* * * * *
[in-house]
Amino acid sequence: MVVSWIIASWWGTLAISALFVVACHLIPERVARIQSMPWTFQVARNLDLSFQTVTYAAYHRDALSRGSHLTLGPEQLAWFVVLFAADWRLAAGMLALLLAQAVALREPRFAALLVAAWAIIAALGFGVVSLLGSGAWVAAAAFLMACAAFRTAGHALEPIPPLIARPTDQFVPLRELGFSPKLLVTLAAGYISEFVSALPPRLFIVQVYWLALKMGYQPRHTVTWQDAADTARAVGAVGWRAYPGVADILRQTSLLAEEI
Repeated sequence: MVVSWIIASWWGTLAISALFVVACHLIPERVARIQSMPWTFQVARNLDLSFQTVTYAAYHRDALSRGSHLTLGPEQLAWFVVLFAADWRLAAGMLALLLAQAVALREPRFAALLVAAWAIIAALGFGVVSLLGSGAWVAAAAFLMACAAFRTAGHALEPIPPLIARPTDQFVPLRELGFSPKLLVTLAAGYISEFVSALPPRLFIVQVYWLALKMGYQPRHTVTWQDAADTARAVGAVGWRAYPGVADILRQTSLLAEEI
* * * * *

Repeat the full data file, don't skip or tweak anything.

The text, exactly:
[in-house]
Amino acid sequence: MVVSWIIASWWGTLAISALFVVACHLIPERVARIQSMPWTFQVARNLDLSFQTVTYAAYHRDALSRGSHLTLGPEQLAWFVVLFAADWRLAAGMLALLLAQAVALREPRFAALLVAAWAIIAALGFGVVSLLGSGAWVAAAAFLMACAAFRTAGHALEPIPPLIARPTDQFVPLRELGFSPKLLVTLAAGYISEFVSALPPRLFIVQVYWLALKMGYQPRHTVTWQDAADTARAVGAVGWRAYPGVADILRQTSLLAEEI
Repeated sequence: MVVSWIIASWWGTLAISALFVVACHLIPERVARIQSMPWTFQVARNLDLSFQTVTYAAYHRDALSRGSHLTLGPEQLAWFVVLFAADWRLAAGMLALLLAQAVALREPRFAALLVAAWAIIAALGFGVVSLLGSGAWVAAAAFLMACAAFRTAGHALEPIPPLIARPTDQFVPLRELGFSPKLLVTLAAGYISEFVSALPPRLFIVQVYWLALKMGYQPRHTVTWQDAADTARAVGAVGWRAYPGVADILRQTSLLAEEI